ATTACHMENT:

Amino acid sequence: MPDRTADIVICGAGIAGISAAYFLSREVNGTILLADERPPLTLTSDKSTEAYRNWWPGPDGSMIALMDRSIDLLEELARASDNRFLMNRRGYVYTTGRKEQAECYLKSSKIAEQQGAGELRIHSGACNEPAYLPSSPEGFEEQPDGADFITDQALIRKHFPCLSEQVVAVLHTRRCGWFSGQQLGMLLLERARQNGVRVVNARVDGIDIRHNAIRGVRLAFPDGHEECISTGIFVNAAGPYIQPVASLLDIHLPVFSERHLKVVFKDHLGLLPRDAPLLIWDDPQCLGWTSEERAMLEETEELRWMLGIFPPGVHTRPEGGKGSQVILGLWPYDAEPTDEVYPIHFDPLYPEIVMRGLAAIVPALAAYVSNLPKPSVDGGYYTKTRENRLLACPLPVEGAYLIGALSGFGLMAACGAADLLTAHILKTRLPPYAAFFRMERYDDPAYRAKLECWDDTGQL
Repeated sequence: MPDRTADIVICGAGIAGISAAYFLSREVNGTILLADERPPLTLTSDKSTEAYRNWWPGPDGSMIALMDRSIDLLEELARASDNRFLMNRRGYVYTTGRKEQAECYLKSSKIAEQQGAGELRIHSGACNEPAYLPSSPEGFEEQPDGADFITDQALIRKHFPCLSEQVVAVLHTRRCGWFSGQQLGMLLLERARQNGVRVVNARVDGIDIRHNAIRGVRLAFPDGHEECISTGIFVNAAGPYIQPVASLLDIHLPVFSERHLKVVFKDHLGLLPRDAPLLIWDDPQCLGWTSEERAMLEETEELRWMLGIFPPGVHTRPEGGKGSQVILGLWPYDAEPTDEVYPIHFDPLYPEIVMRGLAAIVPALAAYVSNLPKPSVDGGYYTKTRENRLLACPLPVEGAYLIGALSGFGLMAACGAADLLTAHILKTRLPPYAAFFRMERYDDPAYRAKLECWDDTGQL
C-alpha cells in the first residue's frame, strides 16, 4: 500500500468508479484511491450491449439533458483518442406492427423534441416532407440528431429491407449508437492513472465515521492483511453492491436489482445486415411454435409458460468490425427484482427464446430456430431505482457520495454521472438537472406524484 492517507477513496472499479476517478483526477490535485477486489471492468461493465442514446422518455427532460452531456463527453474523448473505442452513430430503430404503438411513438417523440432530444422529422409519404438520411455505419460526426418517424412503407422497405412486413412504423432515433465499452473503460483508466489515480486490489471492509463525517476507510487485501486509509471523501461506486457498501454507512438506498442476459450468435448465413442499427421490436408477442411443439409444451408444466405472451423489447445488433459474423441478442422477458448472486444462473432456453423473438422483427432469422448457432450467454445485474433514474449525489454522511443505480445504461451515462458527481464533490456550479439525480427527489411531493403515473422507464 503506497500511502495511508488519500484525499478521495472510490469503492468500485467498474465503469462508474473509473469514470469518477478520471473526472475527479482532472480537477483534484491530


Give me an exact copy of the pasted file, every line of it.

Amino acid sequence: MPDRTADIVICGAGIAGISAAYFLSREVNGTILLADERPPLTLTSDKSTEAYRNWWPGPDGSMIALMDRSIDLLEELARASDNRFLMNRRGYVYTTGRKEQAECYLKSSKIAEQQGAGELRIHSGACNEPAYLPSSPEGFEEQPDGADFITDQALIRKHFPCLSEQVVAVLHTRRCGWFSGQQLGMLLLERARQNGVRVVNARVDGIDIRHNAIRGVRLAFPDGHEECISTGIFVNAAGPYIQPVASLLDIHLPVFSERHLKVVFKDHLGLLPRDAPLLIWDDPQCLGWTSEERAMLEETEELRWMLGIFPPGVHTRPEGGKGSQVILGLWPYDAEPTDEVYPIHFDPLYPEIVMRGLAAIVPALAAYVSNLPKPSVDGGYYTKTRENRLLACPLPVEGAYLIGALSGFGLMAACGAADLLTAHILKTRLPPYAAFFRMERYDDPAYRAKLECWDDTGQL
Repeated sequence: MPDRTADIVICGAGIAGISAAYFLSREVNGTILLADERPPLTLTSDKSTEAYRNWWPGPDGSMIALMDRSIDLLEELARASDNRFLMNRRGYVYTTGRKEQAECYLKSSKIAEQQGAGELRIHSGACNEPAYLPSSPEGFEEQPDGADFITDQALIRKHFPCLSEQVVAVLHTRRCGWFSGQQLGMLLLERARQNGVRVVNARVDGIDIRHNAIRGVRLAFPDGHEECISTGIFVNAAGPYIQPVASLLDIHLPVFSERHLKVVFKDHLGLLPRDAPLLIWDDPQCLGWTSEERAMLEETEELRWMLGIFPPGVHTRPEGGKGSQVILGLWPYDAEPTDEVYPIHFDPLYPEIVMRGLAAIVPALAAYVSNLPKPSVDGGYYTKTRENRLLACPLPVEGAYLIGALSGFGLMAACGAADLLTAHILKTRLPPYAAFFRMERYDDPAYRAKLECWDDTGQL
C-alpha cells in the first residue's frame, strides 16, 4: 500500500468508479484511491450491449439533458483518442406492427423534441416532407440528431429491407449508437492513472465515521492483511453492491436489482445486415411454435409458460468490425427484482427464446430456430431505482457520495454521472438537472406524484 492517507477513496472499479476517478483526477490535485477486489471492468461493465442514446422518455427532460452531456463527453474523448473505442452513430430503430404503438411513438417523440432530444422529422409519404438520411455505419460526426418517424412503407422497405412486413412504423432515433465499452473503460483508466489515480486490489471492509463525517476507510487485501486509509471523501461506486457498501454507512438506498442476459450468435448465413442499427421490436408477442411443439409444451408444466405472451423489447445488433459474423441478442422477458448472486444462473432456453423473438422483427432469422448457432450467454445485474433514474449525489454522511443505480445504461451515462458527481464533490456550479439525480427527489411531493403515473422507464 503506497500511502495511508488519500484525499478521495472510490469503492468500485467498474465503469462508474473509473469514470469518477478520471473526472475527479482532472480537477483534484491530